Somalia: Jubaland shuts Kismayo airport ahead presidential election


KISMAYO, Somalia – Jubaland announced on Tuesday it has temporarily closed its main airport and canceled all flights ahead of the much-anticipated presidential election due to be held on August 22nd, Garowe Online reports.

In a statement, obtained by Garowe Online, the Somali Federal State Security Council said Kismayo’s air, sea and land borders have been shut down with immediate effect at 6:00 p.m. Tuesday, August 20th.

The shutdown will continue until August 23rd, the day after the election of the president.

In addition, the movement of the security forces will not be allowed on Election as Jubaland state and AMISOM police assigned to keep public order at the voting hall in the port city, according to the statement.

The statement further said that the regional and national army forces in and around Kismayo city were put on standby to deal with anything that may happen during the presidential election next Thursday.

Moreover, the Security Council has appealed to the public at large to cooperate with the security forces responsible for ensuring security during the key regional leadership election.

This comes after Jubaland authorities at Kismayo airport on Monday refused to allow an Ethiopian plane reportedly took off from Gode in southeastern Ethiopia to land for not sending information in advance.

The plane said to have been carrying soldiers eventually touched down in the Somali town of Baidoa.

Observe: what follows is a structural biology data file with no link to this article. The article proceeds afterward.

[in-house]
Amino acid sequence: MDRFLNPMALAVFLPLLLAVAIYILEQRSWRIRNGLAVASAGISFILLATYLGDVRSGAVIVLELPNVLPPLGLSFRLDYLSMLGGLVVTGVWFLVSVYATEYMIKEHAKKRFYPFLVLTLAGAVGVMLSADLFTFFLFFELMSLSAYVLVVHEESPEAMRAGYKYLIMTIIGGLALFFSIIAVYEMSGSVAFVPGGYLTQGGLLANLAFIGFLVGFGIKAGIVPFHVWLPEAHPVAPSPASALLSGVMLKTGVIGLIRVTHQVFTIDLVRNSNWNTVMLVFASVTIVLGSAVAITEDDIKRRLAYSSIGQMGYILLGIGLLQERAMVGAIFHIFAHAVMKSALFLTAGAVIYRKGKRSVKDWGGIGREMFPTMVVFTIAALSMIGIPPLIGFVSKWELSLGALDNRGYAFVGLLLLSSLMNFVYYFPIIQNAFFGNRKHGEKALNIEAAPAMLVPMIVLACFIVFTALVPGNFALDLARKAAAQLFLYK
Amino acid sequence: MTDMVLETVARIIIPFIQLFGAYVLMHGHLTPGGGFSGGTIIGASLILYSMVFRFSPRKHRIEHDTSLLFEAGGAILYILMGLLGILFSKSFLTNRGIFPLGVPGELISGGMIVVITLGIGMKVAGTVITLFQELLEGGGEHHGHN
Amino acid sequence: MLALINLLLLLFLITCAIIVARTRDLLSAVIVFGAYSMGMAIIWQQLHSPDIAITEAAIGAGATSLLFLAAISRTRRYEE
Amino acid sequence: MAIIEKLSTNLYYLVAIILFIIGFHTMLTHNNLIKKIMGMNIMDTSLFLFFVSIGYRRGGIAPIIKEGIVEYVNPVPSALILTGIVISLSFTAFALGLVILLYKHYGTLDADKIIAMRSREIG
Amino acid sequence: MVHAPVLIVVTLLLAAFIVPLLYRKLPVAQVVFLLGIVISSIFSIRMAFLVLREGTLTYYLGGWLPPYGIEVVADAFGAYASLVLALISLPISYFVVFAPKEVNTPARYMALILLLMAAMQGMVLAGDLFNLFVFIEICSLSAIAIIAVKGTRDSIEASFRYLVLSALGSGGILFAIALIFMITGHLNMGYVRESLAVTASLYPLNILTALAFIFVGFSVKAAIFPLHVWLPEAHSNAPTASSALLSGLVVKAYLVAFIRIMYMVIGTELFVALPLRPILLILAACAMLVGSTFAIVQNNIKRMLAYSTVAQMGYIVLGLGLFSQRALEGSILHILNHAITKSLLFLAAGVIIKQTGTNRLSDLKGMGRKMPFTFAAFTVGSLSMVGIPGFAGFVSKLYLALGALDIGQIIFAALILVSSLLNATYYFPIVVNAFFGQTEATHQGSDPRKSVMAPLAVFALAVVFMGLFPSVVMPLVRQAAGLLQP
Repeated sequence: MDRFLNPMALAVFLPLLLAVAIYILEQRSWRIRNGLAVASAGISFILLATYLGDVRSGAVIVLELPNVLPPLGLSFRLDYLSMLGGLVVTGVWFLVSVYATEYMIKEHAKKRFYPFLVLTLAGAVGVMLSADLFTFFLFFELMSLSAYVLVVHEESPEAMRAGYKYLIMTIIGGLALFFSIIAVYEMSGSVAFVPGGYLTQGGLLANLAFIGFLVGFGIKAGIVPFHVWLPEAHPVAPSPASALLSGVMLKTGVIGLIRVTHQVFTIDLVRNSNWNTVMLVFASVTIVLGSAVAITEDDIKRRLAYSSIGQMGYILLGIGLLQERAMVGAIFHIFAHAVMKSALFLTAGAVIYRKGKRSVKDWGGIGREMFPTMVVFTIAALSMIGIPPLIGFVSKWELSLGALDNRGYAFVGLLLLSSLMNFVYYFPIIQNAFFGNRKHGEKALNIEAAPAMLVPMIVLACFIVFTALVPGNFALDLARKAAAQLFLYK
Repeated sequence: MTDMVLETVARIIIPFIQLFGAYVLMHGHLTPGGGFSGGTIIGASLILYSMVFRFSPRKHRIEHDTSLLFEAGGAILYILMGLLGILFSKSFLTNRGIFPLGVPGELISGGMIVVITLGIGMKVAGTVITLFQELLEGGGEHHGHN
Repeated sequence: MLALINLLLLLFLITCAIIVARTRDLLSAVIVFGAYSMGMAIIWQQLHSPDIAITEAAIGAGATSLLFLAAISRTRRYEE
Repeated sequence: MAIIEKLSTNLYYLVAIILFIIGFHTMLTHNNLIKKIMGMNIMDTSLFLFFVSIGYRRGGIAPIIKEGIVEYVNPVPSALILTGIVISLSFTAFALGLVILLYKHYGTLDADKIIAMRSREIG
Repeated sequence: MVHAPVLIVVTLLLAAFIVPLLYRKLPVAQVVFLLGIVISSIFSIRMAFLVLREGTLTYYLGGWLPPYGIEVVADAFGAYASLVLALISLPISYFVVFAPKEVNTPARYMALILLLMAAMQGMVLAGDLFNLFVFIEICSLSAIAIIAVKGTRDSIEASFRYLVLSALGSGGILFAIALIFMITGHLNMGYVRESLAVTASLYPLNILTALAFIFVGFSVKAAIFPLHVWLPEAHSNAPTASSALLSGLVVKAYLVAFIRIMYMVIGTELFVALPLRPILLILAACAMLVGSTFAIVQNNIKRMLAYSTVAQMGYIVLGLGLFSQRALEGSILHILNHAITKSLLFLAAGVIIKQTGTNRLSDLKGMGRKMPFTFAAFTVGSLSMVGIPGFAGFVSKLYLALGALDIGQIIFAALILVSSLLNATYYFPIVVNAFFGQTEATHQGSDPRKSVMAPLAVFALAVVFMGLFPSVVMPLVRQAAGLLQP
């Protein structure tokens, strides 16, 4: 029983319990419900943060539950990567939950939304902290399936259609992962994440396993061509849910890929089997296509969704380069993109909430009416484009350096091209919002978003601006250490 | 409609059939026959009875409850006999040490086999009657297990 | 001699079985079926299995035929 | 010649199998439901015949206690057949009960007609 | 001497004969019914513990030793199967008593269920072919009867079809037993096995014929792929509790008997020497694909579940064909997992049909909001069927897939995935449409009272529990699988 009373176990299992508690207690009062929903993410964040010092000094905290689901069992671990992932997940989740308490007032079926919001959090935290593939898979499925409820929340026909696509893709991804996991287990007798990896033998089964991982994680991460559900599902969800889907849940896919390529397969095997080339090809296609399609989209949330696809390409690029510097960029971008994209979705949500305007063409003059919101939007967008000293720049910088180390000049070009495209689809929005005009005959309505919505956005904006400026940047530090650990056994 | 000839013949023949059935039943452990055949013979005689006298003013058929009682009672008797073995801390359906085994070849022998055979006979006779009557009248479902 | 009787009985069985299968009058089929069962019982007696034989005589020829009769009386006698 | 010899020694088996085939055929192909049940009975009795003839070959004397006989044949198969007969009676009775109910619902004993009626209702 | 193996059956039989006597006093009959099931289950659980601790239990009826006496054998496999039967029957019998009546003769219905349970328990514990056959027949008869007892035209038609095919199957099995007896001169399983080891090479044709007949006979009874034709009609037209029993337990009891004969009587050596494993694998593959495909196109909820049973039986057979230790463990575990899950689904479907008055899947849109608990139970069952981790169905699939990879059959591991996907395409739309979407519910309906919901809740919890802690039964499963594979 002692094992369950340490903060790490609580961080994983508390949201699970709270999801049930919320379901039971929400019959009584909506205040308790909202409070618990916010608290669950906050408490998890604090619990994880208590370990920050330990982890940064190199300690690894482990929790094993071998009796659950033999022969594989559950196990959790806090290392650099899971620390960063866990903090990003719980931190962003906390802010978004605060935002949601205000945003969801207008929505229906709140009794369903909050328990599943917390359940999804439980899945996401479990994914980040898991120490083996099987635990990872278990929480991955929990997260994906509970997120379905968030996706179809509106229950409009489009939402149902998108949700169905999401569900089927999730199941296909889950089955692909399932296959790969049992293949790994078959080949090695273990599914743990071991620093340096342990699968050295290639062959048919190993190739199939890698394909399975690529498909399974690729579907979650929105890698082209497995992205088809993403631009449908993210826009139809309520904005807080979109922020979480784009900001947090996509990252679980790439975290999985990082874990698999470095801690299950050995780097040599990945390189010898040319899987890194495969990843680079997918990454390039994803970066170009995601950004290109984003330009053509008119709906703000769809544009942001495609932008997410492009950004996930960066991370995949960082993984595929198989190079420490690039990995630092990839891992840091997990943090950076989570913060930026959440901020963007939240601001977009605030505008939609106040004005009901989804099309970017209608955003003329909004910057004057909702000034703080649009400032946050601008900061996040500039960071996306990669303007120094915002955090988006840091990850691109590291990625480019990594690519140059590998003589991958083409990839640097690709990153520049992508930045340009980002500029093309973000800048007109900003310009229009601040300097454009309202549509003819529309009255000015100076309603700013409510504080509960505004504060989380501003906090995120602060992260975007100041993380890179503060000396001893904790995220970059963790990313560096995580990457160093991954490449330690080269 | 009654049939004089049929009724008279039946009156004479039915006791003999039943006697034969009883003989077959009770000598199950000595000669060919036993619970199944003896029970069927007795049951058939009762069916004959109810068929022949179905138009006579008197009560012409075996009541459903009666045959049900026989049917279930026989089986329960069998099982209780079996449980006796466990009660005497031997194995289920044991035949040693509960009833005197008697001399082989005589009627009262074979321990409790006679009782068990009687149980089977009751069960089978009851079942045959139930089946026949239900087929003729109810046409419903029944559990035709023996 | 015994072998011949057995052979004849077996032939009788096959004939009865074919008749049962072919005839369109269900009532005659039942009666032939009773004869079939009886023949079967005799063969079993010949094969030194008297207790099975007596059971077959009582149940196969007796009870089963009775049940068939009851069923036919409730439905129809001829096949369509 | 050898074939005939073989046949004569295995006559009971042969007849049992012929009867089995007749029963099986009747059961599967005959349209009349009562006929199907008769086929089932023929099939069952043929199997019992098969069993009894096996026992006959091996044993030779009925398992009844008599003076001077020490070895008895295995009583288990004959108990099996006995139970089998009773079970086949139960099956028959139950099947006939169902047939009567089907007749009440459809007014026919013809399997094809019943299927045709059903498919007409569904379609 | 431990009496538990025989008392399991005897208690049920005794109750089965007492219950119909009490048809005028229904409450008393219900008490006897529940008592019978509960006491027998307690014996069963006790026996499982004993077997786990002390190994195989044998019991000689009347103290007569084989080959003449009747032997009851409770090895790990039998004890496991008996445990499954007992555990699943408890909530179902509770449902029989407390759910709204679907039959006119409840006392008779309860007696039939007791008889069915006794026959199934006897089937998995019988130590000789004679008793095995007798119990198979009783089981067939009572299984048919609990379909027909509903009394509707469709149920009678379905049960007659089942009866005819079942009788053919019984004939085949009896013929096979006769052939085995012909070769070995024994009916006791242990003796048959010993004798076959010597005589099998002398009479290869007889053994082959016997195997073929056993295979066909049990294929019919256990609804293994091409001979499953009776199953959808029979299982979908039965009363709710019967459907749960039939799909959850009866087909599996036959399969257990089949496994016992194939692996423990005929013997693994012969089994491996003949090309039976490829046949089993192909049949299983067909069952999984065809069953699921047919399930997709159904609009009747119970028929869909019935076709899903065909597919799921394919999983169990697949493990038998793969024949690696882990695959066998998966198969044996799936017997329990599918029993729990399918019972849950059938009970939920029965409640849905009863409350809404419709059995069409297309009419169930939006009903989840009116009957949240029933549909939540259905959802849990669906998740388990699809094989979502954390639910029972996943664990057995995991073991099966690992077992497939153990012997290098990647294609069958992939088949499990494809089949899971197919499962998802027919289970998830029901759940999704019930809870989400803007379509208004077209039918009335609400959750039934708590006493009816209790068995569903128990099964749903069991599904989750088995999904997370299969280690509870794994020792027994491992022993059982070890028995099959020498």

The incumbent Jubaland President Ahmed Mohamed Islam, known as [Ahmed Madobe], who is seeking re-election for a third term in office, is among several candidates vying for the state presidency.

Madobe who has been in power since the establishment of Jubaland in 2013 now expressed his interest to lead the Federal Member State in the next four years.

On Monday, August 19, Jubaland electoral commission handed over the responsibility of conducting the presidential election to the new 73-seat State Assembly following calls by the International community. 

As universal suffrage elections are not yet possible in Somalia, an electoral process has been developed to facilitate enhanced political participation. The State Parliament which consists of 73 members will elect the new president.

- All eyes on Jubaland State elections -

Jubaland borders Kenya, which has troops in the country serving the UN-mandated African Union Mission fighting Al-Qaeda ally, Al-Shabab to protect Mogadishu-based Somali Government since 2007.

The state’s election is the top news in Somalia as silent war is being waged between the Somalia Federal government, Ethiopia and Kenya which are jostling for influence over who will be the next president.

Kenya is sticking to its long-time ally, Ahmed Madobe, whom it fought alongside him during the capture of Kismayo, a strategically important city, about 500 Km south of Mogadishu from Al-Shabab in 2012.

The Somalia Federal Government, in its resolve to control all federal states, is said to be ready to do anything possible to dethrone Madobe, who despite all the opposition is considered the favorite leader.

A coalition of political parties in Somalia, who recently issued statement has thrown weight behind Ahmed Madobe, accusing the government of sinister motives and meddling with the Jubaland elections.

On Tuesday, Kenya's ministry of foreign affairs contradicted letter by UN envoy for Somalia James Swan sent to Jubaland electoral body and called on him to withdraw it due to lack of 'consensus' among Int’l partners.


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